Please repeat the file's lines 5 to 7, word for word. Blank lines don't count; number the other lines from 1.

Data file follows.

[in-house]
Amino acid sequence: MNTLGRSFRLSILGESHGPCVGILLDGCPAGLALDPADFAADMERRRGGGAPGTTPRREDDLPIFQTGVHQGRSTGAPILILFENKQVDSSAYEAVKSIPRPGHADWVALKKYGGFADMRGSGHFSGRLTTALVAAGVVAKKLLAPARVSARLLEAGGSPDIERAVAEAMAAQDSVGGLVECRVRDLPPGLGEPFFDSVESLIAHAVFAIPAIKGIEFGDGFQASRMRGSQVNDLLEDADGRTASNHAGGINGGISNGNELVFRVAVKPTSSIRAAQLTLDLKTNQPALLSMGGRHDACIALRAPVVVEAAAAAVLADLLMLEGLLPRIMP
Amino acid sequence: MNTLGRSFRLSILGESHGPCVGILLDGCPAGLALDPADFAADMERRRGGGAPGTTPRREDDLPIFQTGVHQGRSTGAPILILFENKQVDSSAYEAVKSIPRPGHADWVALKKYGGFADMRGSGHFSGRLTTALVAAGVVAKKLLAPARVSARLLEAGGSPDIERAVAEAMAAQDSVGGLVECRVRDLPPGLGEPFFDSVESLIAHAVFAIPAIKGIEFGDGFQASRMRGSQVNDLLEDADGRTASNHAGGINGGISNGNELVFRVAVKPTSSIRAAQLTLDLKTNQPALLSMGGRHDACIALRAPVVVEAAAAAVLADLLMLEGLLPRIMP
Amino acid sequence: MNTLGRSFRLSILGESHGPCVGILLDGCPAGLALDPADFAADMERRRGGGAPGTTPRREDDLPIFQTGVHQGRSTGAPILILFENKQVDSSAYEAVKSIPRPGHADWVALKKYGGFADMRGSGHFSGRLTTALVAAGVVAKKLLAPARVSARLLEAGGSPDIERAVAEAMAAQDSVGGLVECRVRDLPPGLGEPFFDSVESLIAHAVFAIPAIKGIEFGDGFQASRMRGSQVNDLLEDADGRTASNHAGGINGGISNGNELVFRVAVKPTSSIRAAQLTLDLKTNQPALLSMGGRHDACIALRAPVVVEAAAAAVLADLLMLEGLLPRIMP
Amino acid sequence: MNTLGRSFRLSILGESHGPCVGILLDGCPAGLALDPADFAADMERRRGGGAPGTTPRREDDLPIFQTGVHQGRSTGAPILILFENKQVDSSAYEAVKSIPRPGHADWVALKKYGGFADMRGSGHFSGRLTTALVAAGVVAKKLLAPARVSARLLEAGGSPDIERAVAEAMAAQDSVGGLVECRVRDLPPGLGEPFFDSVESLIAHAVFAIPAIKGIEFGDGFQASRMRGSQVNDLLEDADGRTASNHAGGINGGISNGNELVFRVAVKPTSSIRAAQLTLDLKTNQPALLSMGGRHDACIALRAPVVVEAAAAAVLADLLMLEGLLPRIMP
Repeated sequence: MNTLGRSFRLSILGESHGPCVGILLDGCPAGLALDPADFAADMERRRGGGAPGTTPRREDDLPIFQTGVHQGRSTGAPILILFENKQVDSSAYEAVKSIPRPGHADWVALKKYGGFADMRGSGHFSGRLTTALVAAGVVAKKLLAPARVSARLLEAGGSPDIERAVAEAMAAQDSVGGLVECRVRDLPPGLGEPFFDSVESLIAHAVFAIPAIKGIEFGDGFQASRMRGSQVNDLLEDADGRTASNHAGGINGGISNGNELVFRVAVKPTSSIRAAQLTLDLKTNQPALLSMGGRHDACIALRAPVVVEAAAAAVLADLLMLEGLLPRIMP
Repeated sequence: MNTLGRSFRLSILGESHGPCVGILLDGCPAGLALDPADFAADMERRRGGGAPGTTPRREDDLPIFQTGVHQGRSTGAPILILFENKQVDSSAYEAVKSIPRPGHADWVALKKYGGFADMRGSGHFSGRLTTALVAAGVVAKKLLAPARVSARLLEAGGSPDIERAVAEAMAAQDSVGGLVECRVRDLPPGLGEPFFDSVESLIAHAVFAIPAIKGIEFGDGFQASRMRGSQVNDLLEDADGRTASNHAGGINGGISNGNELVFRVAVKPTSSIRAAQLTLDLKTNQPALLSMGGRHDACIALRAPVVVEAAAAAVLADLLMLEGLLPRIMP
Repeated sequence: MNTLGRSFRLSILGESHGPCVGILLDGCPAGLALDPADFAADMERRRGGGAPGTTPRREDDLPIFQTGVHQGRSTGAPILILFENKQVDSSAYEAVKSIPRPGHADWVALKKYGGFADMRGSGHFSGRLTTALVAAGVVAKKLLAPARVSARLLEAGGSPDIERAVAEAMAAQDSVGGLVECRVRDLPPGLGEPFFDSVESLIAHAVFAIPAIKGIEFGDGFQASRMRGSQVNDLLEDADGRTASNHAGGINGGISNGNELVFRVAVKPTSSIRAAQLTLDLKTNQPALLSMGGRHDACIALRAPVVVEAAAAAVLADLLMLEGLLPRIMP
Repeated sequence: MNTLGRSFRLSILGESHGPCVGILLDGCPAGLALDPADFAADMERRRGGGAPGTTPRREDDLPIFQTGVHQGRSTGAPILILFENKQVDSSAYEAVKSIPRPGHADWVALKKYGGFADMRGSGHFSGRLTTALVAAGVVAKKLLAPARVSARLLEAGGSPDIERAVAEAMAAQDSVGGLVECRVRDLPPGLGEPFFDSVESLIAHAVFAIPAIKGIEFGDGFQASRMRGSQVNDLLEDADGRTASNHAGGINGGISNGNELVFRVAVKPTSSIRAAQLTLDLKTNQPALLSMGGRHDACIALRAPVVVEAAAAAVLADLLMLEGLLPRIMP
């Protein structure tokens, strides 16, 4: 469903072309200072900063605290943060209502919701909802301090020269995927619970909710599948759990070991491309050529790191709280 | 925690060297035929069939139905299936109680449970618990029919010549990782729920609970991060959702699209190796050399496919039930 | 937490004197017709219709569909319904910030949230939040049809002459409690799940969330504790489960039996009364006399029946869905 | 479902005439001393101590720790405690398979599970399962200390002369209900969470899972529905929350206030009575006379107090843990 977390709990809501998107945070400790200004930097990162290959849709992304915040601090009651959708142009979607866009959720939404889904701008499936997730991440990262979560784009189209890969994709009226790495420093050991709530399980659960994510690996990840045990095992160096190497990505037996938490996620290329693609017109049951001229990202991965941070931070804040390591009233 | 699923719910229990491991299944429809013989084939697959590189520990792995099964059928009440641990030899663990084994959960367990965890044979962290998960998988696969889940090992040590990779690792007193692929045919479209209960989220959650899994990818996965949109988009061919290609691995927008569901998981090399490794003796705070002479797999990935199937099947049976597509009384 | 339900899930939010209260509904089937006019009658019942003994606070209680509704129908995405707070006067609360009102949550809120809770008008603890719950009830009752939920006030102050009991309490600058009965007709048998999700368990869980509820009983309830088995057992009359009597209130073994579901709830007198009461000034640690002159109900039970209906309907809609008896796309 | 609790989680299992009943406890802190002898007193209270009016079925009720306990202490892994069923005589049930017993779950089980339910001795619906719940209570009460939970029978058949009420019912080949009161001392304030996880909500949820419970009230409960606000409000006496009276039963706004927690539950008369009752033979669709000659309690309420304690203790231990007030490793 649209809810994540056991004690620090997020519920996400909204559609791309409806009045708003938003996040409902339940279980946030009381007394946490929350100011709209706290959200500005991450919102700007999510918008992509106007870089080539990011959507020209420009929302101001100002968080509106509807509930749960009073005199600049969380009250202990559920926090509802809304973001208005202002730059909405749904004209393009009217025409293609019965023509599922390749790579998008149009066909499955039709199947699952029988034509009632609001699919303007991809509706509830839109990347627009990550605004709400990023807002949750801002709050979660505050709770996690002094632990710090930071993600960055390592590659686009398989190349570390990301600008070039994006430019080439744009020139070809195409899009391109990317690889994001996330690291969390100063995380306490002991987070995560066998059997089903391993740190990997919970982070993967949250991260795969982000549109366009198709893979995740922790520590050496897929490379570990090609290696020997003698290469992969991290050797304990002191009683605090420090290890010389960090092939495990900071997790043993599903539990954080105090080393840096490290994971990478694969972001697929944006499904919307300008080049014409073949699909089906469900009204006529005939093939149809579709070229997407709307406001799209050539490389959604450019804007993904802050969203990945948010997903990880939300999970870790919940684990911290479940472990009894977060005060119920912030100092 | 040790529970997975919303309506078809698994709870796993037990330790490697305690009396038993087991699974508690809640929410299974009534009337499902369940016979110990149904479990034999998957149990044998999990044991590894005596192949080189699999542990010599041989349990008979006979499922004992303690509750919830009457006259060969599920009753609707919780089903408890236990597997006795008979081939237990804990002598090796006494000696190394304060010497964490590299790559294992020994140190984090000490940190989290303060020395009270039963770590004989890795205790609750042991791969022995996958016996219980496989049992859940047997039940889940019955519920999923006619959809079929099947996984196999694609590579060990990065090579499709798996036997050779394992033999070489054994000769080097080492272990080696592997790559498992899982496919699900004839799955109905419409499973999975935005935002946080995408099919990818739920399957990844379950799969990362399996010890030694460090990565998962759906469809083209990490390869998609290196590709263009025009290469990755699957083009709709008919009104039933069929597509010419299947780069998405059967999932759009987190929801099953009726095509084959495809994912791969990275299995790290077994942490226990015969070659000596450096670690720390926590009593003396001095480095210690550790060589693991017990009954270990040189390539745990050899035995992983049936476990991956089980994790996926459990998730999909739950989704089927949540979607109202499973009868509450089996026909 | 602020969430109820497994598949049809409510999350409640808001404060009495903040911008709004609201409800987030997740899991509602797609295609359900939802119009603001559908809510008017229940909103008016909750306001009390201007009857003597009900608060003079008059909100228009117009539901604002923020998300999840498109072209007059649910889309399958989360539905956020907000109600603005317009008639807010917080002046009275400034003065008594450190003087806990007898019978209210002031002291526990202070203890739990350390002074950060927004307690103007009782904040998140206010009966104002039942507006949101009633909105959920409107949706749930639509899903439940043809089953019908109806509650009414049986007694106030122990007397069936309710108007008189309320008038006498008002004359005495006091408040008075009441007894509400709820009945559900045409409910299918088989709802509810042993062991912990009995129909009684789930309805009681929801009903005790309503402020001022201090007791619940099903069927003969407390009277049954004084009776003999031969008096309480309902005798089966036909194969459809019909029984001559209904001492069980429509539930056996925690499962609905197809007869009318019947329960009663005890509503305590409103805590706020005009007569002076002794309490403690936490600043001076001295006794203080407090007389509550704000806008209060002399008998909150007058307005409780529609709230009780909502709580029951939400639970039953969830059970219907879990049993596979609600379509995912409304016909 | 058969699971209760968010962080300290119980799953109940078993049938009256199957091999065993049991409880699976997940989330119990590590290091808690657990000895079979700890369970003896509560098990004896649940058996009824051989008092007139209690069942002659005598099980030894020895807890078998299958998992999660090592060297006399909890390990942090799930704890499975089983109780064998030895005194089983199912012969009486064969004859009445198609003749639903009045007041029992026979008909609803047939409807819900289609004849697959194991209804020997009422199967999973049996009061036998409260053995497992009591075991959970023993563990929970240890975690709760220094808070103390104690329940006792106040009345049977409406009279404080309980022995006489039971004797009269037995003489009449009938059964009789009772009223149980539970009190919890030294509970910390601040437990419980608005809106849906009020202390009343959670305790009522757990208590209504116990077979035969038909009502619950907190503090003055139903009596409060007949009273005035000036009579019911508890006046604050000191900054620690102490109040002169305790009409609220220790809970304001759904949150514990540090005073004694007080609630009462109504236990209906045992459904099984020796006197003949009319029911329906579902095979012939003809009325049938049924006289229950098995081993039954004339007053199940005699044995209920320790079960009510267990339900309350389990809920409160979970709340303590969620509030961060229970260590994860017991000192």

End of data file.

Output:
Amino acid sequence: MNTLGRSFRLSILGESHGPCVGILLDGCPAGLALDPADFAADMERRRGGGAPGTTPRREDDLPIFQTGVHQGRSTGAPILILFENKQVDSSAYEAVKSIPRPGHADWVALKKYGGFADMRGSGHFSGRLTTALVAAGVVAKKLLAPARVSARLLEAGGSPDIERAVAEAMAAQDSVGGLVECRVRDLPPGLGEPFFDSVESLIAHAVFAIPAIKGIEFGDGFQASRMRGSQVNDLLEDADGRTASNHAGGINGGISNGNELVFRVAVKPTSSIRAAQLTLDLKTNQPALLSMGGRHDACIALRAPVVVEAAAAAVLADLLMLEGLLPRIMP
Repeated sequence: MNTLGRSFRLSILGESHGPCVGILLDGCPAGLALDPADFAADMERRRGGGAPGTTPRREDDLPIFQTGVHQGRSTGAPILILFENKQVDSSAYEAVKSIPRPGHADWVALKKYGGFADMRGSGHFSGRLTTALVAAGVVAKKLLAPARVSARLLEAGGSPDIERAVAEAMAAQDSVGGLVECRVRDLPPGLGEPFFDSVESLIAHAVFAIPAIKGIEFGDGFQASRMRGSQVNDLLEDADGRTASNHAGGINGGISNGNELVFRVAVKPTSSIRAAQLTLDLKTNQPALLSMGGRHDACIALRAPVVVEAAAAAVLADLLMLEGLLPRIMP
Repeated sequence: MNTLGRSFRLSILGESHGPCVGILLDGCPAGLALDPADFAADMERRRGGGAPGTTPRREDDLPIFQTGVHQGRSTGAPILILFENKQVDSSAYEAVKSIPRPGHADWVALKKYGGFADMRGSGHFSGRLTTALVAAGVVAKKLLAPARVSARLLEAGGSPDIERAVAEAMAAQDSVGGLVECRVRDLPPGLGEPFFDSVESLIAHAVFAIPAIKGIEFGDGFQASRMRGSQVNDLLEDADGRTASNHAGGINGGISNGNELVFRVAVKPTSSIRAAQLTLDLKTNQPALLSMGGRHDACIALRAPVVVEAAAAAVLADLLMLEGLLPRIMP